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Learning from ‘Rosie the Lawyer’

The presence of women in the nation’s courtrooms has come a long way since 1972, when a scant 9.4 percent of those enrolled in Juris Doctor degree programs were female — in 2010, that number was 47.2 percent, according to the American Bar Association.

Some of the women from Wright, Constable & Skeen who are part of the ‘Rosie the Lawyer’ program (left to right): Wendy Geist, marketing coordinator; Allison Brill, associate; Meighan Burton, associate; and Mary Alice Smolarek, partner.

Still, women have some catching up to do to even out the numbers. To help encourage young women who are interested in law as a profession, a new program spearheaded by Wright, Constable & Skeen LLP in Baltimore is offering high school girls the opportunity to talk with practicing attorneys to educate them about traditionally male-dominated areas of the law, like construction and maritime law, said Wendy Geist, marketing coordinator at the law firm.

Eleven high school girls participated last month in the first program, dubbed “Rosie the Lawyer,” and asked questions about what it is like to practice law, the challenges of being a woman in the field and whether attorneys ever get to take vacations.

“We are here to create resources and contacts they would not otherwise have had,” Geist said. “For some, this might be the first time they have been in a building like this or this is the first time they’ve met an attorney.”

Michele Harrison, 16, of Western High School said she wants to be a defense attorney one day.

“I want to learn about what lawyers do, the different types of law and how to help people through being a lawyer,” she said.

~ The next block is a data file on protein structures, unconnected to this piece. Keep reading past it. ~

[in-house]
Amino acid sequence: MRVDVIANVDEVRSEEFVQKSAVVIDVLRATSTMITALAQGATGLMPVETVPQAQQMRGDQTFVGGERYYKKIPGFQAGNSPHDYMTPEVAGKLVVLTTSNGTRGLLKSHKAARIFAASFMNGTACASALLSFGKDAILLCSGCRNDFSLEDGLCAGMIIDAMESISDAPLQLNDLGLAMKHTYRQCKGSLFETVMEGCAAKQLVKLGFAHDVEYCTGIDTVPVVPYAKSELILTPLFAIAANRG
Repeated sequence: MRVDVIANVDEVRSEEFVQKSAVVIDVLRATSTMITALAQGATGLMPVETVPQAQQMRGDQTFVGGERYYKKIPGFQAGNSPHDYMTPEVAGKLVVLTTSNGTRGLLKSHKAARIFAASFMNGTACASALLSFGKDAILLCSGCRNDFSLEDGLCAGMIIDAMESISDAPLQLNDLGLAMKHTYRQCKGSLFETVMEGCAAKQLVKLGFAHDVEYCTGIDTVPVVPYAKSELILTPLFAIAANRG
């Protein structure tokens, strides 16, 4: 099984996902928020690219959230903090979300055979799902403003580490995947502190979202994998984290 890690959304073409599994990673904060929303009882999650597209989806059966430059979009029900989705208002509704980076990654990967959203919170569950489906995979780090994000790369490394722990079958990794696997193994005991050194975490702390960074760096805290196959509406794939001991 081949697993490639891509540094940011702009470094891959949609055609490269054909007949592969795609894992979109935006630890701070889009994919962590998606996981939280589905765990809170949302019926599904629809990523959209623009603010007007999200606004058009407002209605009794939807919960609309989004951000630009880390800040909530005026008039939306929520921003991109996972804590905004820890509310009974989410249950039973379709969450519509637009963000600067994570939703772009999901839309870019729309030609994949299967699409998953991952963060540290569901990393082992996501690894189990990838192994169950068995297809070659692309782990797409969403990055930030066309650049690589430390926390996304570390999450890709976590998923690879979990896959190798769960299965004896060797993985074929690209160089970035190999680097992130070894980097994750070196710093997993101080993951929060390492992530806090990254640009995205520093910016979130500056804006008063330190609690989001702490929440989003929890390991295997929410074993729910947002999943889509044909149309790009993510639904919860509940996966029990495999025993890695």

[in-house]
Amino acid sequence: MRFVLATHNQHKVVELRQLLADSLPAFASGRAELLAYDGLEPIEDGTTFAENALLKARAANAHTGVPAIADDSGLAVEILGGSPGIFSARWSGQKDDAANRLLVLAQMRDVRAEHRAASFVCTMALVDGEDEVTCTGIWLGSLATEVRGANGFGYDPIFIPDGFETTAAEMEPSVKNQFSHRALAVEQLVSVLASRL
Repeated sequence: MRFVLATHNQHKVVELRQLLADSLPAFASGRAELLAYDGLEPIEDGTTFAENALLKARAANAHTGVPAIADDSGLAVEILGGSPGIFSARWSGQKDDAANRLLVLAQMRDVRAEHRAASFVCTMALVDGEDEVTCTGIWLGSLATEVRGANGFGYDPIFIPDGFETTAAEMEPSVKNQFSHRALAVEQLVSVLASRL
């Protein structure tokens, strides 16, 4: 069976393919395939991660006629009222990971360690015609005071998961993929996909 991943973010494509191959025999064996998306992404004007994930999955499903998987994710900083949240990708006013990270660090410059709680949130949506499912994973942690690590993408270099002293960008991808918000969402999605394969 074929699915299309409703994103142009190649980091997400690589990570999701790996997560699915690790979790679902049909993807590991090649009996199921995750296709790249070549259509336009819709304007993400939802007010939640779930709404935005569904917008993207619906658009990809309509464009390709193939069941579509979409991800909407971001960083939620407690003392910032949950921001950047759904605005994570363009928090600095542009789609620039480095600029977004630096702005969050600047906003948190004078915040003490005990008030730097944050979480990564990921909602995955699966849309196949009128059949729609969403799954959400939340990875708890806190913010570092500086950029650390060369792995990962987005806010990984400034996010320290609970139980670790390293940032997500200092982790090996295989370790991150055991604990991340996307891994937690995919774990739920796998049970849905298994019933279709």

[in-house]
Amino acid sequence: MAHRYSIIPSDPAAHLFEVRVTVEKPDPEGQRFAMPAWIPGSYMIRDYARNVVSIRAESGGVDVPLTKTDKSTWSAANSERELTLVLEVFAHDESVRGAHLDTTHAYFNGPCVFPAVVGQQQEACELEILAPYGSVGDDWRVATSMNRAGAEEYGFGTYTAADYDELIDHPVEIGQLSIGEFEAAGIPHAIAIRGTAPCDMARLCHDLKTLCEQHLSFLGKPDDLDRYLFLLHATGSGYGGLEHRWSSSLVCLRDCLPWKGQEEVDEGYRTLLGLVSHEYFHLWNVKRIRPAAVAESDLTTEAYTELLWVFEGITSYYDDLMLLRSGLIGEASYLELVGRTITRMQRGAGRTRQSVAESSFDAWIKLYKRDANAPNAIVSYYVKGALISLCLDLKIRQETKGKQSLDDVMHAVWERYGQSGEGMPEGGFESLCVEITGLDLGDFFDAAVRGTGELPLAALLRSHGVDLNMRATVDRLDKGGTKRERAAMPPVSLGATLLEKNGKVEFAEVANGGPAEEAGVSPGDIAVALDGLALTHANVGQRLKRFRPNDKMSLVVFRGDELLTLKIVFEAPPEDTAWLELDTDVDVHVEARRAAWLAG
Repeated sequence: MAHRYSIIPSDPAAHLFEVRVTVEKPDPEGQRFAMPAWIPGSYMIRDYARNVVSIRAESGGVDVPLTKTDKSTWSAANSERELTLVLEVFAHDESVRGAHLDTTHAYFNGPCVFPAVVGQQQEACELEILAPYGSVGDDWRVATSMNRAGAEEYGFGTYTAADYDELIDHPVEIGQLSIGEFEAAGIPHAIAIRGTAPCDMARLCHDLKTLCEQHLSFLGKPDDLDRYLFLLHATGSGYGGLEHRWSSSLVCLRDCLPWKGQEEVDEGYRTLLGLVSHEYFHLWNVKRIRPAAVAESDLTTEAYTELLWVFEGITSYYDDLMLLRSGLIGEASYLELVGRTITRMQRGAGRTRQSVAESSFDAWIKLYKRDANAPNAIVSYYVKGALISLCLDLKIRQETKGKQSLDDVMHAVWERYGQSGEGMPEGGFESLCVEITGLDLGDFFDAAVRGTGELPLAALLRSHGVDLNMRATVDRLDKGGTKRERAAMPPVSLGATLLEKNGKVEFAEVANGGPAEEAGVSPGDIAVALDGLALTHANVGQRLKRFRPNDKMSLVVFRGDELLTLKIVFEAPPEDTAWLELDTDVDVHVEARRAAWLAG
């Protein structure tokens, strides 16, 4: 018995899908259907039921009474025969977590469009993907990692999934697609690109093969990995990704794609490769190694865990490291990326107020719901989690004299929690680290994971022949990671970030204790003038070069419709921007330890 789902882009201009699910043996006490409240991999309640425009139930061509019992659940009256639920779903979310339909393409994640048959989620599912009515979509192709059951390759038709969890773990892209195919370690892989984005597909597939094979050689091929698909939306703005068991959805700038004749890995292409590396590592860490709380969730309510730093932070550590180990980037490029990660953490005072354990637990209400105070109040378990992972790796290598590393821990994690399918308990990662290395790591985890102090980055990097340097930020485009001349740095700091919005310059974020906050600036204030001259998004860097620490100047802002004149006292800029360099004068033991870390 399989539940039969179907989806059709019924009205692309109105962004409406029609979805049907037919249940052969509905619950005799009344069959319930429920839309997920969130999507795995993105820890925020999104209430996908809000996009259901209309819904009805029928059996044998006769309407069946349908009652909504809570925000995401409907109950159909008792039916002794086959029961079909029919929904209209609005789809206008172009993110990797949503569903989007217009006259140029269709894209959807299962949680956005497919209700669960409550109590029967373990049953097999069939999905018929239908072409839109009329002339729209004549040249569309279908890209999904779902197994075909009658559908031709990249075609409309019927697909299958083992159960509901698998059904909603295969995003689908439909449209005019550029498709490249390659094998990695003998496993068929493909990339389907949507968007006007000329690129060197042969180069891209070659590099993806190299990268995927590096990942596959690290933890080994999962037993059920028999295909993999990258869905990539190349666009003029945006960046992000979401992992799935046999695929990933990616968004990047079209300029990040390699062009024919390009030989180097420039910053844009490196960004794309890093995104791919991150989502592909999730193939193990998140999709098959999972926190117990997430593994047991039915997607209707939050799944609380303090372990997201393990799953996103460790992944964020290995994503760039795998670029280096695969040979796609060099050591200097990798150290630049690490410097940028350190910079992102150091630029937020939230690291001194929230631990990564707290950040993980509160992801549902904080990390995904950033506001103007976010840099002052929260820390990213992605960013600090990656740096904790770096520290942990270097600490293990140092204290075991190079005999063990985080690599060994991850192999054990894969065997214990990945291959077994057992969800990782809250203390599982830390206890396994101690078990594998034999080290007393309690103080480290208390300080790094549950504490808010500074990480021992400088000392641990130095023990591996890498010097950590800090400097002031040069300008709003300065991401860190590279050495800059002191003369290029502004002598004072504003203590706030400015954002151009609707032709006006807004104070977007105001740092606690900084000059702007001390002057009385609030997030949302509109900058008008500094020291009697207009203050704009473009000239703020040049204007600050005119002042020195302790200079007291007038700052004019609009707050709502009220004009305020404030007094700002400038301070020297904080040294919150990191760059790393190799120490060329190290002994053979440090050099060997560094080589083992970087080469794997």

Kaela Harle, 15, of National Academy Foundation High said she became interested in law after being in a mock trial club at her high school.

“I love arguing,” Harle said. “I love getting my point across.”

Marlicia Palmer, 16, of Western High School, said she is interested in learning what it would be like to defend someone.

“I want to hear different perspective on people being lawyers,” she said. “It will help me figure out what I want to do in life and where it would take me.”

The program aims to show the girls that other areas of law exist besides being a trial attorney, which is what they see in movies and on TV.

“I think it’s just a good opportunity to learn there is more out there than Perry Mason law,” said Mavis Jackson, a program director at the CollegeBound Foundation, which partnered with the law firm on the project.

The idea for the program began in June, when Geist joined the firm and the partners were looking to start an outreach program. Geist said it struck her when she started how there were a number of female attorneys in areas of the law traditionally practiced by men.

Geist then got in touch with CollegeBound, a nonprofit that helps students in Baltimore find education opportunities after high school. The group advertised the program and sent out an application.

Girls from seven different high schools in Baltimore were selected.

“The girls definitely went out on a limb to experience different careers than what they see as a lawyer on TV,” Jackson said.

Last month, the girls heard attorneys from tax, estates and trusts, labor and employment, construction and maritime law speak not only about their practices, but also their life paths and careers. Alicia Lynn Wilson, an associate at Gordon Feinblatt LLC, and Bambi Stevens, chief solicitor in the Baltimore City Law Department, were among the speakers.

“It’s good for them to know that not all aspects of the law are so combative,” said Beth Furlong, development director at CollegeBound.

The program continues throughout the year. This month, the group will have a formal luncheon at the Women’s Industrial Kitchen while learning about dining etiquette and afterward will hear a lecture from the Etiquette School of Maryland on basic business etiquette. In November, the girls will hear from Baltimore City Circuit Judge Audrey J.S. Carrion. In December, they will attend an information session with representatives from University of Maryland Francis King Carey School of Law, University of Baltimore School of Law and scholarship programs.